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Cotler sounds alarm over imprisoned Saudi rights activist

Waleed Abulkhair (Ahmed al-Osaimi photo)

Imprisoned Saudi human rights defender Waleed Abulkhair – who served as legal counsel to Raif Badawi, another imprisoned Saudi dissident – has launched a hunger strike to protest his recent torture and solitary confinement in Dhahban Prison, near Jeddah, Saudi Arabia, said Irwin Cotler, who acts as international legal counsel to Abulkhair and the Badawi family.

The former justice minister and attorney general of Canada now heads the Montreal-based Raoul Wallenberg Centre for Human Rights.

Cotler said he recently learned that Abulkhair is being subjected to “the most cruel and inhumane prison conditions, including repeated beatings and torture in detention, while being denied access to food, required medication, family visits and lawyer visits.”

According to Cotler, Abulkhair was jailed solely based on statements he made against the unjust and harsh sentencing of his fellow citizens, including his former client, Badawi.

“He has been imprisoned for one reason alone – to punish and silence him for his legal representations for the rights of others. His peaceful statements were treated as crimes of terrorism under a newly enacted law and he was convicted despite blatant violations of his rights to a fair trial,” said Cotler.

Abulkhair was sentenced to 15 years in prison, a 15-year travel ban and a fine of 200,000 Saudi riyals ($70,500) – a sentence that will expire in 2044, Cotler pointed out.

The United Nations Working Group on Arbitrary Detention (WGAD) concluded on two occasions, both during and after his trial, that his detention is arbitrary and that he was targeted for exercising his right to express himself, and called for his immediate release, Cotler said.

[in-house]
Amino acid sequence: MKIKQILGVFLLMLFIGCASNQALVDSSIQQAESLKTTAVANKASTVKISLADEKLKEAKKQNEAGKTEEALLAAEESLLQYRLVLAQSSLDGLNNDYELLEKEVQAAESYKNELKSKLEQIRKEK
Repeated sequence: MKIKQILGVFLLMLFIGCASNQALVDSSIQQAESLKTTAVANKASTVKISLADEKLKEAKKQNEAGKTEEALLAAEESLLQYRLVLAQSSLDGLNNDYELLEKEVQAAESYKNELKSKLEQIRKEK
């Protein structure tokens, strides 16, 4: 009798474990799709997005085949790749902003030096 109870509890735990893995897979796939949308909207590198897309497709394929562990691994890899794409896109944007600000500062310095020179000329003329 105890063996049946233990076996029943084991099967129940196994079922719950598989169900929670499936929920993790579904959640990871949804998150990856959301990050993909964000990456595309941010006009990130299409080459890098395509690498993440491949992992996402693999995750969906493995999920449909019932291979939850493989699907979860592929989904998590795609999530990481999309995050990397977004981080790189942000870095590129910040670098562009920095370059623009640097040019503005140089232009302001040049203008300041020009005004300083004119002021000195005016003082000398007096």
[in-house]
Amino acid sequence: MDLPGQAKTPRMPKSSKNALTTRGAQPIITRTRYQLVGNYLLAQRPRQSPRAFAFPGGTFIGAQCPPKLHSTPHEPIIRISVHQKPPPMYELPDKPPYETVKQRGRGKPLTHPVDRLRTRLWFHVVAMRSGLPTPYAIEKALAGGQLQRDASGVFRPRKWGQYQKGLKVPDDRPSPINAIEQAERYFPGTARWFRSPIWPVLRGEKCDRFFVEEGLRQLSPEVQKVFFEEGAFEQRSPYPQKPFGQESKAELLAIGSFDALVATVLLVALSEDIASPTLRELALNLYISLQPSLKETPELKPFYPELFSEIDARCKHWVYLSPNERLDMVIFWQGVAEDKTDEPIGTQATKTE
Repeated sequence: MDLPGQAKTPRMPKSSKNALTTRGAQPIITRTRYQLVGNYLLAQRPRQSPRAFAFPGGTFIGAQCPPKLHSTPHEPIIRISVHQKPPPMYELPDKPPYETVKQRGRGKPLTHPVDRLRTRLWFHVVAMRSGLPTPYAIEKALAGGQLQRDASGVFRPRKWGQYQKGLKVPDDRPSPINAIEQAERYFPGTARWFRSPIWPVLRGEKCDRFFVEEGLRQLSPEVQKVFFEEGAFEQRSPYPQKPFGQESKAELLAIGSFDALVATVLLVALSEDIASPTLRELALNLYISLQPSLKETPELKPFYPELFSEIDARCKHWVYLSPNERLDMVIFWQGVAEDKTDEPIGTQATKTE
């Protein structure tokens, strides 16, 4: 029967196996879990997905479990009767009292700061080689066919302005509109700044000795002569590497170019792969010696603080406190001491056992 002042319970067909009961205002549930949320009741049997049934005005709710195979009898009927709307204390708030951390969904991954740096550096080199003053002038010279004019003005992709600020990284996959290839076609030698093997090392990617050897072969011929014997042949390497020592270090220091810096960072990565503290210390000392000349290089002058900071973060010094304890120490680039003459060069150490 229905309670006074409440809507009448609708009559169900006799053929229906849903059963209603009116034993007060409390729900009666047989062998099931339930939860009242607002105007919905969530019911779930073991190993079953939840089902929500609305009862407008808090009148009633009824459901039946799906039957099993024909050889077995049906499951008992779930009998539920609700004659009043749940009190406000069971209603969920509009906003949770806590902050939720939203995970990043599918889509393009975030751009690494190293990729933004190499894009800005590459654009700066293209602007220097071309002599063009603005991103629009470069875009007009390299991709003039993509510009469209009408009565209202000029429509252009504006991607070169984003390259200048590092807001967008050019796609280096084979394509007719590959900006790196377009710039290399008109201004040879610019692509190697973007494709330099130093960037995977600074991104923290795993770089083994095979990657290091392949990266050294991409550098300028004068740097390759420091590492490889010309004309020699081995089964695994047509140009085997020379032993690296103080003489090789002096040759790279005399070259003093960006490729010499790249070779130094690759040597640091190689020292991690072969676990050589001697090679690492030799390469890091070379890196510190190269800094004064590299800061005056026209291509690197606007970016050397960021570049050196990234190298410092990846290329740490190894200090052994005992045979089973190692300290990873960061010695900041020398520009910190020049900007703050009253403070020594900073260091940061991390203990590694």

“Waleed was already in prison by the time his first child, Joud, was born in June 2014. She is now growing up without the love and support of either of her unjustly detained parents, as her mother, celebrated women’s rights activist Samar Badawi (Raif Badawi’s sister), also languishes in prison and is reportedly subjected to torture,” Cotler said.

“It appears that the Saudi authorities want to silence and suppress the rights of an entire family of human rights heroes.”

Cotler concluded by saying that, “He should be free to accept his various awards for his exemplary human rights work, including the highest honour from the Law Society of Upper Canada, the American Bar Association and English PEN, instead of languishing in solitary confinement.”

Badawi, the creator of the website Free Saudi Liberals, has been in prison since 2013. His wife and three children live in Sherbrooke, Que.

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